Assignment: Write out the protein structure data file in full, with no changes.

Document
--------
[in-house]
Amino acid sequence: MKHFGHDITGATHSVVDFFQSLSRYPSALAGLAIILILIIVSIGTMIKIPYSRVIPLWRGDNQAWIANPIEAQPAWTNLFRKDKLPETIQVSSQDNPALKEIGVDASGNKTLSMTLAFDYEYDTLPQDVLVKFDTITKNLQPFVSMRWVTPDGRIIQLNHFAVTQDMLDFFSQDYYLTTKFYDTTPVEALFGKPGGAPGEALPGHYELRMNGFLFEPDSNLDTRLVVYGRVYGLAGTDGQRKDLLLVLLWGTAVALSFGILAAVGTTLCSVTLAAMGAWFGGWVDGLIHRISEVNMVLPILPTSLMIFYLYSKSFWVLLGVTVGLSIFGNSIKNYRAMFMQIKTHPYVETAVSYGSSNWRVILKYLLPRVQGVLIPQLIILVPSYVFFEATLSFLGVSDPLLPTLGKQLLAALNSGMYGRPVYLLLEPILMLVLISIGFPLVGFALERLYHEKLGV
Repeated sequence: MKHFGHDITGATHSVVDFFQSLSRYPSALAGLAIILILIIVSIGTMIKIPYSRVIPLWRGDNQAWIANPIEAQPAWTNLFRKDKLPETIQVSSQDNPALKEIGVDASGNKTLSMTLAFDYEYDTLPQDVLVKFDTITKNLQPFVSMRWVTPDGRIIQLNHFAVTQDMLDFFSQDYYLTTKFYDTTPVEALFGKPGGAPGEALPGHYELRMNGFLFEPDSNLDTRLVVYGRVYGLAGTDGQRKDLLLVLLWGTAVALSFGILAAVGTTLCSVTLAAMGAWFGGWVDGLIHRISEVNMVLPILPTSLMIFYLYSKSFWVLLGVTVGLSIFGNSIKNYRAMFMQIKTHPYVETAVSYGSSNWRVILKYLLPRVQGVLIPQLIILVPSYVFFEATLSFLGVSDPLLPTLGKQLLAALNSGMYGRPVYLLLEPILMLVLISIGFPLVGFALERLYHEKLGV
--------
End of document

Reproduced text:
[in-house]
Amino acid sequence: MKHFGHDITGATHSVVDFFQSLSRYPSALAGLAIILILIIVSIGTMIKIPYSRVIPLWRGDNQAWIANPIEAQPAWTNLFRKDKLPETIQVSSQDNPALKEIGVDASGNKTLSMTLAFDYEYDTLPQDVLVKFDTITKNLQPFVSMRWVTPDGRIIQLNHFAVTQDMLDFFSQDYYLTTKFYDTTPVEALFGKPGGAPGEALPGHYELRMNGFLFEPDSNLDTRLVVYGRVYGLAGTDGQRKDLLLVLLWGTAVALSFGILAAVGTTLCSVTLAAMGAWFGGWVDGLIHRISEVNMVLPILPTSLMIFYLYSKSFWVLLGVTVGLSIFGNSIKNYRAMFMQIKTHPYVETAVSYGSSNWRVILKYLLPRVQGVLIPQLIILVPSYVFFEATLSFLGVSDPLLPTLGKQLLAALNSGMYGRPVYLLLEPILMLVLISIGFPLVGFALERLYHEKLGV
Repeated sequence: MKHFGHDITGATHSVVDFFQSLSRYPSALAGLAIILILIIVSIGTMIKIPYSRVIPLWRGDNQAWIANPIEAQPAWTNLFRKDKLPETIQVSSQDNPALKEIGVDASGNKTLSMTLAFDYEYDTLPQDVLVKFDTITKNLQPFVSMRWVTPDGRIIQLNHFAVTQDMLDFFSQDYYLTTKFYDTTPVEALFGKPGGAPGEALPGHYELRMNGFLFEPDSNLDTRLVVYGRVYGLAGTDGQRKDLLLVLLWGTAVALSFGILAAVGTTLCSVTLAAMGAWFGGWVDGLIHRISEVNMVLPILPTSLMIFYLYSKSFWVLLGVTVGLSIFGNSIKNYRAMFMQIKTHPYVETAVSYGSSNWRVILKYLLPRVQGVLIPQLIILVPSYVFFEATLSFLGVSDPLLPTLGKQLLAALNSGMYGRPVYLLLEPILMLVLISIGFPLVGFALERLYHEKLGV